Vaccine approved to fight shingles

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WASHINGTON (AP) – A new and more potent version of the chickenpox vaccine has won federal approval to prevent shingles, the often excruciatingly painful disease that can strike the elderly when the chickenpox virus emerges after lying dormant for decades.

The Food and Drug Administration announced Friday that it had licensed the vaccine, Zostavax, to reduce the risk of shingles in adults 60 and older. The Merck & Co. Inc. vaccine is only for adults who previously have had chickenpox.

There are roughly 1 million new U.S. cases of shingles each year. It typically affects the elderly, though anyone with a weakened immune system is vulnerable. The vaccine is not meant for anyone with HIV or who is on immune-suppressing drugs, including transplant patients, said Norman Baylor, director of the FDA’s Office of Vaccines Research and Review.

Shingles can cause itching, burning and tingling, as well as a distinctive red rash that develops into pus-filled blisters that later break open and form scabs. Pain can persist in some patients for months or years.

“This vaccine gives health care providers an important tool that can help prevent an illness that affects many older Americans and often results in significant chronic pain,” said Dr. Jesse Goodman, director of the FDA’s Center for Biologics Evaluation and Research.

Shingles, also called herpes zoster, occurs when the chickenpox virus reactivates and resumes reproducing after a long dormancy in nerve cells in the body.

Zostavax does not prevent the initial infection by the virus, nor does it treat active cases of shingles. Instead, the vaccine helps prevent the reemergence or resurgence of the virus by boosting a patient’s immunity, Goodman said.

Merck research showed the vaccine reduced the incidence of shingles by half and pain and discomfort by nearly two-thirds.

“This is going to be the first product of any kind, vaccine or anything else, that can prevent shingles,” said Dr. Jeffrey Silber, senior director of clinical research on biologics and vaccines for Merck Research Laboratories.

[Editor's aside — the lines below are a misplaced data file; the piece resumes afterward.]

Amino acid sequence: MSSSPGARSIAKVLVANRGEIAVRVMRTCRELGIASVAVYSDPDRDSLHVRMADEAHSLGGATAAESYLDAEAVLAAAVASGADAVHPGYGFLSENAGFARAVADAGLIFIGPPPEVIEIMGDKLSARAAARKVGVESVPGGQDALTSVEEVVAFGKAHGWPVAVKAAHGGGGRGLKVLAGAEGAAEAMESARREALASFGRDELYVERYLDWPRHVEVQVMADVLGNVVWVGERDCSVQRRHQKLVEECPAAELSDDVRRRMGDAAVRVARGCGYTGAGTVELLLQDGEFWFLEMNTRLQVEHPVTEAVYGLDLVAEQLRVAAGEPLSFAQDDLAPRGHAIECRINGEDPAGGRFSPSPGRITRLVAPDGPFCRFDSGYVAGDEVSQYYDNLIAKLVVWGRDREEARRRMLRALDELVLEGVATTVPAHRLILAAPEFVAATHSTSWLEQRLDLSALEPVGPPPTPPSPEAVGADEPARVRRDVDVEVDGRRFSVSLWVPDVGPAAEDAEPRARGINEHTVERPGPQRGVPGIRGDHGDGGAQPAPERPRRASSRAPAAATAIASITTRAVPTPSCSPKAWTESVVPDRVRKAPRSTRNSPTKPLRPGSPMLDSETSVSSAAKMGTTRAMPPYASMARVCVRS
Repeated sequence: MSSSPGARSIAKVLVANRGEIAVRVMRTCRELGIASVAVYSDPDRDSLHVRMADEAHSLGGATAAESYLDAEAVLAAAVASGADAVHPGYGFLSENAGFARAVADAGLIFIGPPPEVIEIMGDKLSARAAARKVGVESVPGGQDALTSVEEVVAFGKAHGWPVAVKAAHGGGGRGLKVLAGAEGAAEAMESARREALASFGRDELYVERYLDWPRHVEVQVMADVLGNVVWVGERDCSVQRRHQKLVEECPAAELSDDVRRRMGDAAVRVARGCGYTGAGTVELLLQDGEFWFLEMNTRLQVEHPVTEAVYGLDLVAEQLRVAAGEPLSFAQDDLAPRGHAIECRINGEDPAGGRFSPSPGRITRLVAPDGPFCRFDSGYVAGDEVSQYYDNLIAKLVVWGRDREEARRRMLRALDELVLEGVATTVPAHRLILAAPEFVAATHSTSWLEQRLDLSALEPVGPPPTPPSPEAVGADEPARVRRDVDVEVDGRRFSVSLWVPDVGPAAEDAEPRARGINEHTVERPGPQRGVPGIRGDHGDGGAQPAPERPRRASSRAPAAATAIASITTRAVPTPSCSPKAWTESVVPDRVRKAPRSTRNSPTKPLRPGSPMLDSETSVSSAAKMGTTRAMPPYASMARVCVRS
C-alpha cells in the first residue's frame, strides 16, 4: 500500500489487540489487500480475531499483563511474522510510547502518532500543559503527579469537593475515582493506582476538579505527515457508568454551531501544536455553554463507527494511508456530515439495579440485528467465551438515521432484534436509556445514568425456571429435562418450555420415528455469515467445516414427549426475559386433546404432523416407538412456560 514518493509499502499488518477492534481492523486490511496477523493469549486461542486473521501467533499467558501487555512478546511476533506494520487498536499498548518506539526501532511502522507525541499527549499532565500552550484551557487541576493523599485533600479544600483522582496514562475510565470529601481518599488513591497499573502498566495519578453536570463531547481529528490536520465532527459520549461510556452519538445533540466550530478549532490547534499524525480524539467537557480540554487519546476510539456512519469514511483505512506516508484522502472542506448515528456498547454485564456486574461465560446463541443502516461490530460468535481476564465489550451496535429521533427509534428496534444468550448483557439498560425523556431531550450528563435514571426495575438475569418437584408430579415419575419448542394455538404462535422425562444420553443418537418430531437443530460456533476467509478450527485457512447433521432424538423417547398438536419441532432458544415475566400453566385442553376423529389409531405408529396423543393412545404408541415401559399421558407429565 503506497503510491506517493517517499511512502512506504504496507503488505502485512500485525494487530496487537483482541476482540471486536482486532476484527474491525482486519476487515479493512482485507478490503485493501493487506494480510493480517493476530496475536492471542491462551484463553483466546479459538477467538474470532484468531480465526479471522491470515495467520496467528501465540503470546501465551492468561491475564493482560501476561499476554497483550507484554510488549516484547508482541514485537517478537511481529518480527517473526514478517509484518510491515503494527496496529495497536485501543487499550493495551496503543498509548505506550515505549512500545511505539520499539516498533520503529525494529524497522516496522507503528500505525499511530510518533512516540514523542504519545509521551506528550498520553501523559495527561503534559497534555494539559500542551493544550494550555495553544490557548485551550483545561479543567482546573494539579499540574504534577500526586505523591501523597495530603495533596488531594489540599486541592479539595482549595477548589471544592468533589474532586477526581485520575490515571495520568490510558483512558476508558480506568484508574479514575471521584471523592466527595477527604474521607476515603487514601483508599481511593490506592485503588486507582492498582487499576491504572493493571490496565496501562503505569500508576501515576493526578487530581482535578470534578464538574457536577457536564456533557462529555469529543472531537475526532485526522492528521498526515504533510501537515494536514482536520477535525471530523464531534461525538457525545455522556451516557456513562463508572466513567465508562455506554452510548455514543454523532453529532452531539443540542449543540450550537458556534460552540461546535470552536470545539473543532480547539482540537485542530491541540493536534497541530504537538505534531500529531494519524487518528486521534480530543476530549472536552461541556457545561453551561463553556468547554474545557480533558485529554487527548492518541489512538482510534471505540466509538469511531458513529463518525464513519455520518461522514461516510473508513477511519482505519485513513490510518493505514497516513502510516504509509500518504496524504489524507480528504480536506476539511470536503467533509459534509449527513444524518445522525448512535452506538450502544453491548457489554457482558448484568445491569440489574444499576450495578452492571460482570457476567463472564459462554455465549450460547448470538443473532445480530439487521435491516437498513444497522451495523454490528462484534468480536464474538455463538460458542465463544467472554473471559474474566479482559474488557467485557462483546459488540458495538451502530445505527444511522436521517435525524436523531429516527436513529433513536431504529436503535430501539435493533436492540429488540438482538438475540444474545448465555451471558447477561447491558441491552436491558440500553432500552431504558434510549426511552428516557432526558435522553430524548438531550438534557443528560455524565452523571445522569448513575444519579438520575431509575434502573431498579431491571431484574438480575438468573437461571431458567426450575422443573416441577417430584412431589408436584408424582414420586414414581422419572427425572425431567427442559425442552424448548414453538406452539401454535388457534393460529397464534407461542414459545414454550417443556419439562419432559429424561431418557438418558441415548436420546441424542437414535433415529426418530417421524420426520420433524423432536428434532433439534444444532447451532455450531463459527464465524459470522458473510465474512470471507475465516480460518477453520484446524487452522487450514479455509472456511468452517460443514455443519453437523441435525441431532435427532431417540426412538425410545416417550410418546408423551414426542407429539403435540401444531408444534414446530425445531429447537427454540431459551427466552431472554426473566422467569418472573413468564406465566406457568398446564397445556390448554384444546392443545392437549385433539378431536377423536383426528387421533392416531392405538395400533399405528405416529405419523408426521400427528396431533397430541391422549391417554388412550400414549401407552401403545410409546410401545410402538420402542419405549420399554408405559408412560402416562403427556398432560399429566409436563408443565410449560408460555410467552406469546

Sharon Smith, 68, of Portland, Ore., participated in the Zostavax trials in March 2000, but she received a placebo, or dummy injection, instead of the actual vaccine. That October, she developed shingles. After two emergency room visits and a short hospital stay, Smith remained on pain medication until May 2001, when her searing pain finally ebbed.

“I used to say it was like someone pouring hot oil over my head. At points, I would be stricken with this pain after the initial shingles began, it would just literally bring me to my knees. It was almost indescribable,” Smith said. She added: “I didn’t know you got over it. That is a very devastating thought, that you could be facing that pain forever. It could ruin your life.”

Zostavax is based on Merck’s chickenpox vaccine, Varivax, but is 14 times more potent. The FDA approved Varivax in 1995 and a majority of American children now receive it.

Anyone who has had chickenpox can develop shingles. Merck estimates that half of all people who reach age 85 will develop shingles during their lifetime.

The vaccine’s long-term effectiveness remains unclear. Merck has shown that it works for at least four years, and the company plans to track patients for a decade. Merck also pledged to further study the vaccine’s safety after patients in clinical trials suffered a slightly higher number of serious side effects than did those who received dummy injections, the FDA said. Currently, there is no evidence the vaccine was to blame, the agency added.

The approval is welcome news for Merck, which faces thousands of lawsuits over its withdrawn painkiller Vioxx. It’s also just one of several vaccines for which the Whitehouse Station, N.J. company has received – or soon expects to receive – FDA approval.

They include RotaTeq, a vaccine against a common, sometimes dangerous gastrointestinal virus in children, approved in February; and ProQuad, a combined vaccine against measles, mumps, rubella and chickenpox, approved in September.

And early in June, Merck hopes the FDA will approve its Gardasil vaccine against human papillomavirus, the main cause of cervical cancer.

European and Australian health officials earlier this month approved the shingles vaccine, Merck said.

The company is eyeing the roughly 50 million Americans and 100 million Europeans age 60 and older as its largest markets for the single-dose vaccine.

The vaccine could become a $1 billion or more a year seller for Merck, said analyst Steve Brozak, with WBB Securities in Westfield, N.J. A dose will cost $152.50.

“Anything that doesn’t have to do with Vioxx should be perceived as good news,” said Brozak, adding that the approval is a “breath of fresh air” for the company.

Merck shares rose 17 cents to close at $34.56 on the New York Stock Exchange.



On the Net:

Food and Drug Administration: http://www.fda.gov/

Merck & Co. Inc.: http://www.merck.com/

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